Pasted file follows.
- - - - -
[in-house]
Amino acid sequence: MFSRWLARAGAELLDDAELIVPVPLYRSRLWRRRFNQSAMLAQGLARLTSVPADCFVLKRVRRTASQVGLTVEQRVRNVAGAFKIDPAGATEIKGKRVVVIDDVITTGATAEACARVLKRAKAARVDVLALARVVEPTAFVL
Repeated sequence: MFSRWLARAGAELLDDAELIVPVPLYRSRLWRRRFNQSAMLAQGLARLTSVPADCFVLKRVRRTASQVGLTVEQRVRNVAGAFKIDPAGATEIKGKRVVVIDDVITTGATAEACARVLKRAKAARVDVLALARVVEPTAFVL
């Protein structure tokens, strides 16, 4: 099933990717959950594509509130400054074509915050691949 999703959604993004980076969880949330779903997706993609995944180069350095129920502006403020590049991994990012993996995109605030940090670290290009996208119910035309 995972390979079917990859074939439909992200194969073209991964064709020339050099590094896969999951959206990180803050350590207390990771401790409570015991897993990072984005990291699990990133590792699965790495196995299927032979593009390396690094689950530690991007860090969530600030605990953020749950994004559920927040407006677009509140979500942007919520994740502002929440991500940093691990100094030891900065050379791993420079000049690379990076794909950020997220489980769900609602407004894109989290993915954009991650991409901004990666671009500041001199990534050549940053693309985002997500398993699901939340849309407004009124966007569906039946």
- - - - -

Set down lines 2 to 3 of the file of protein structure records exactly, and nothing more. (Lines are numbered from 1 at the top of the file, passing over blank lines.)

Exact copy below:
Amino acid sequence: MFSRWLARAGAELLDDAELIVPVPLYRSRLWRRRFNQSAMLAQGLARLTSVPADCFVLKRVRRTASQVGLTVEQRVRNVAGAFKIDPAGATEIKGKRVVVIDDVITTGATAEACARVLKRAKAARVDVLALARVVEPTAFVL
Repeated sequence: MFSRWLARAGAELLDDAELIVPVPLYRSRLWRRRFNQSAMLAQGLARLTSVPADCFVLKRVRRTASQVGLTVEQRVRNVAGAFKIDPAGATEIKGKRVVVIDDVITTGATAEACARVLKRAKAARVDVLALARVVEPTAFVL